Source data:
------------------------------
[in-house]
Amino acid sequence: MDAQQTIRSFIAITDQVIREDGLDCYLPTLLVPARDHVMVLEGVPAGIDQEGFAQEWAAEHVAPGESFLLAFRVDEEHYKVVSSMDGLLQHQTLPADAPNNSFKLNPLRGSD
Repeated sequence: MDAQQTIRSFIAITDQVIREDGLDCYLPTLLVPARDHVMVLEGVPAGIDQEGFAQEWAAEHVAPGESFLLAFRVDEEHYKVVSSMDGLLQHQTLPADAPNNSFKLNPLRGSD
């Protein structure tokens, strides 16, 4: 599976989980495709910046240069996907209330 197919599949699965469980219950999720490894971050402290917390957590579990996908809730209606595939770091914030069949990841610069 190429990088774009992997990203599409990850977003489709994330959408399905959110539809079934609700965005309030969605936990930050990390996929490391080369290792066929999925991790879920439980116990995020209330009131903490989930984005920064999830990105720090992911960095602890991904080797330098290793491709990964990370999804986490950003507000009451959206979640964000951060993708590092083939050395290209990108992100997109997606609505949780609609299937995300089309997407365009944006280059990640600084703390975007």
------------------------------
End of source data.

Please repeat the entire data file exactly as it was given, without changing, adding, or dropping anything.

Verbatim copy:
[in-house]
Amino acid sequence: MDAQQTIRSFIAITDQVIREDGLDCYLPTLLVPARDHVMVLEGVPAGIDQEGFAQEWAAEHVAPGESFLLAFRVDEEHYKVVSSMDGLLQHQTLPADAPNNSFKLNPLRGSD
Repeated sequence: MDAQQTIRSFIAITDQVIREDGLDCYLPTLLVPARDHVMVLEGVPAGIDQEGFAQEWAAEHVAPGESFLLAFRVDEEHYKVVSSMDGLLQHQTLPADAPNNSFKLNPLRGSD
């Protein structure tokens, strides 16, 4: 599976989980495709910046240069996907209330 197919599949699965469980219950999720490894971050402290917390957590579990996908809730209606595939770091914030069949990841610069 190429990088774009992997990203599409990850977003489709994330959408399905959110539809079934609700965005309030969605936990930050990390996929490391080369290792066929999925991790879920439980116990995020209330009131903490989930984005920064999830990105720090992911960095602890991904080797330098290793491709990964990370999804986490950003507000009451959206979640964000951060993708590092083939050395290209990108992100997109997606609505949780609609299937995300089309997407365009944006280059990640600084703390975007």